Cheating: In order to get the grade for the “reading,” kids cheat.
- Inauthenticity: Is a student really reading something they love? Does counting pages read mean there’s a true connection?
- Competition: Measuring students’ success by minutes read=factory-made, robotic readers
- Parent accountability: Reading logs put a lot of the responsibility on parents’ shoulders. I’ve said it once, I’ll say it a hundred times: My mom never had to sign math homework sheets or reading logs, and she was STILL an excellent mother. I sure would hate to see how she would have coped raising three little girls while her husband traveled 5 days/week on business AND helped her daughters remember to have her sign a reading log.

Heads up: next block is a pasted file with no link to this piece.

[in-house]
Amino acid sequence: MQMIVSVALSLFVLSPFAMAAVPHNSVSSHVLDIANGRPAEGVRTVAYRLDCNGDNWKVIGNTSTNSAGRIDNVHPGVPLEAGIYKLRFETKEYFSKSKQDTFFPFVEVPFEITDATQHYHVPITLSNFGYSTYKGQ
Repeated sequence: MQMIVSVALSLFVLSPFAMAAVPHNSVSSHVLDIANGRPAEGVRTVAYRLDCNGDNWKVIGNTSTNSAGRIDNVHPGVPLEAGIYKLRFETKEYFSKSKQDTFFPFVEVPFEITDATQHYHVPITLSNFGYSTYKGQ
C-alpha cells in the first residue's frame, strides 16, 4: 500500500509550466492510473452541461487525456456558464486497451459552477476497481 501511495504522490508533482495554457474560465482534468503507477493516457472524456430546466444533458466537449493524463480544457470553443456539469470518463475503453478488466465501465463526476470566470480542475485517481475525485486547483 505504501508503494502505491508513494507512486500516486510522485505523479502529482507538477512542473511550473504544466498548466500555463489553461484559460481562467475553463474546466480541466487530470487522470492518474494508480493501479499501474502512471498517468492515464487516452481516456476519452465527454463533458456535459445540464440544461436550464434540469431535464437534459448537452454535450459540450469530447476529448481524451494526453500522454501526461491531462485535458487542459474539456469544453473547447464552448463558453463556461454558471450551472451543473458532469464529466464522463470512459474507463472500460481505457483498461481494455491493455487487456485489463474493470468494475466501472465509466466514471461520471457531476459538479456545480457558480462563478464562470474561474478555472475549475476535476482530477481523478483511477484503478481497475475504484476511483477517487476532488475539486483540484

- Student accountability: Oh, so it’s the kids’ complete responsibility? So, what if the parent isn’t available? That’s teaching responsibility, or just a reminder that your parent is working 3 jobs to put food on the table. More reinforcement of “you’re unworthy, irresponsible” labeling.
- Distracting: Why does a book need all of these “flags” to make it more enjoyable?
- Epic fail: You don’t do your reading log, even if you read all the time, you fail.
- Resistance: Puts a damper on the whole “love of literature” thing
- Time waster: See number 6.
- Annoying: For everyone involved.
Talk to me about the books you’re reading; tell me why you love them. Write me a note in your composition book, or send me an e-mail. I’ll teach you about plot, irony, paradox, and punctuation in class, okay? And why I love books, too.